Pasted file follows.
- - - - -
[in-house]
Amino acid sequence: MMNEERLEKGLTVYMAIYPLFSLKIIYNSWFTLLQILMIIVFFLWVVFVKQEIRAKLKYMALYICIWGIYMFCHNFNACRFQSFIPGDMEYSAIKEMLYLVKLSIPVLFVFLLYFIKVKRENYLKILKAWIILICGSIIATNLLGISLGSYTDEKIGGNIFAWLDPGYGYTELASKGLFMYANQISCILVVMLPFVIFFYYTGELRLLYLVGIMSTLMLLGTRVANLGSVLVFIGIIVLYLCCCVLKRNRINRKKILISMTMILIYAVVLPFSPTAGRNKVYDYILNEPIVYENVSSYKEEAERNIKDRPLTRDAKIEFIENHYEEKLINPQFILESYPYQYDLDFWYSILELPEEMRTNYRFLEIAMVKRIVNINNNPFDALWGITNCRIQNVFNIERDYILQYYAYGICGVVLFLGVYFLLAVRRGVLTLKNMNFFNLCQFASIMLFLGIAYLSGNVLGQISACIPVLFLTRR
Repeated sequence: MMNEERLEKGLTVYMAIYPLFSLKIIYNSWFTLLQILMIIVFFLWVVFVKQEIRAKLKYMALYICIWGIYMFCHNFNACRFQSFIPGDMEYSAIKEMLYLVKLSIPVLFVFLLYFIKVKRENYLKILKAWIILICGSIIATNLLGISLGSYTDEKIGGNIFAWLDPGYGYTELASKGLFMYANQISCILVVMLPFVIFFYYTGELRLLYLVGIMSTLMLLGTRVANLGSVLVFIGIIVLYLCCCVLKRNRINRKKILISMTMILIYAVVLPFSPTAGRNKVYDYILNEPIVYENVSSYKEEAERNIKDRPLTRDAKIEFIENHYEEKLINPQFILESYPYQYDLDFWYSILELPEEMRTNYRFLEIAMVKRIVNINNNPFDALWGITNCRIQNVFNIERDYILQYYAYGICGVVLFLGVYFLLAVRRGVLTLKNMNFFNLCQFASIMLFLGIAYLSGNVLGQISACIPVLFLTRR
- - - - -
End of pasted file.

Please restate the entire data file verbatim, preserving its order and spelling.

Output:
[in-house]
Amino acid sequence: MMNEERLEKGLTVYMAIYPLFSLKIIYNSWFTLLQILMIIVFFLWVVFVKQEIRAKLKYMALYICIWGIYMFCHNFNACRFQSFIPGDMEYSAIKEMLYLVKLSIPVLFVFLLYFIKVKRENYLKILKAWIILICGSIIATNLLGISLGSYTDEKIGGNIFAWLDPGYGYTELASKGLFMYANQISCILVVMLPFVIFFYYTGELRLLYLVGIMSTLMLLGTRVANLGSVLVFIGIIVLYLCCCVLKRNRINRKKILISMTMILIYAVVLPFSPTAGRNKVYDYILNEPIVYENVSSYKEEAERNIKDRPLTRDAKIEFIENHYEEKLINPQFILESYPYQYDLDFWYSILELPEEMRTNYRFLEIAMVKRIVNINNNPFDALWGITNCRIQNVFNIERDYILQYYAYGICGVVLFLGVYFLLAVRRGVLTLKNMNFFNLCQFASIMLFLGIAYLSGNVLGQISACIPVLFLTRR
Repeated sequence: MMNEERLEKGLTVYMAIYPLFSLKIIYNSWFTLLQILMIIVFFLWVVFVKQEIRAKLKYMALYICIWGIYMFCHNFNACRFQSFIPGDMEYSAIKEMLYLVKLSIPVLFVFLLYFIKVKRENYLKILKAWIILICGSIIATNLLGISLGSYTDEKIGGNIFAWLDPGYGYTELASKGLFMYANQISCILVVMLPFVIFFYYTGELRLLYLVGIMSTLMLLGTRVANLGSVLVFIGIIVLYLCCCVLKRNRINRKKILISMTMILIYAVVLPFSPTAGRNKVYDYILNEPIVYENVSSYKEEAERNIKDRPLTRDAKIEFIENHYEEKLINPQFILESYPYQYDLDFWYSILELPEEMRTNYRFLEIAMVKRIVNINNNPFDALWGITNCRIQNVFNIERDYILQYYAYGICGVVLFLGVYFLLAVRRGVLTLKNMNFFNLCQFASIMLFLGIAYLSGNVLGQISACIPVLFLTRR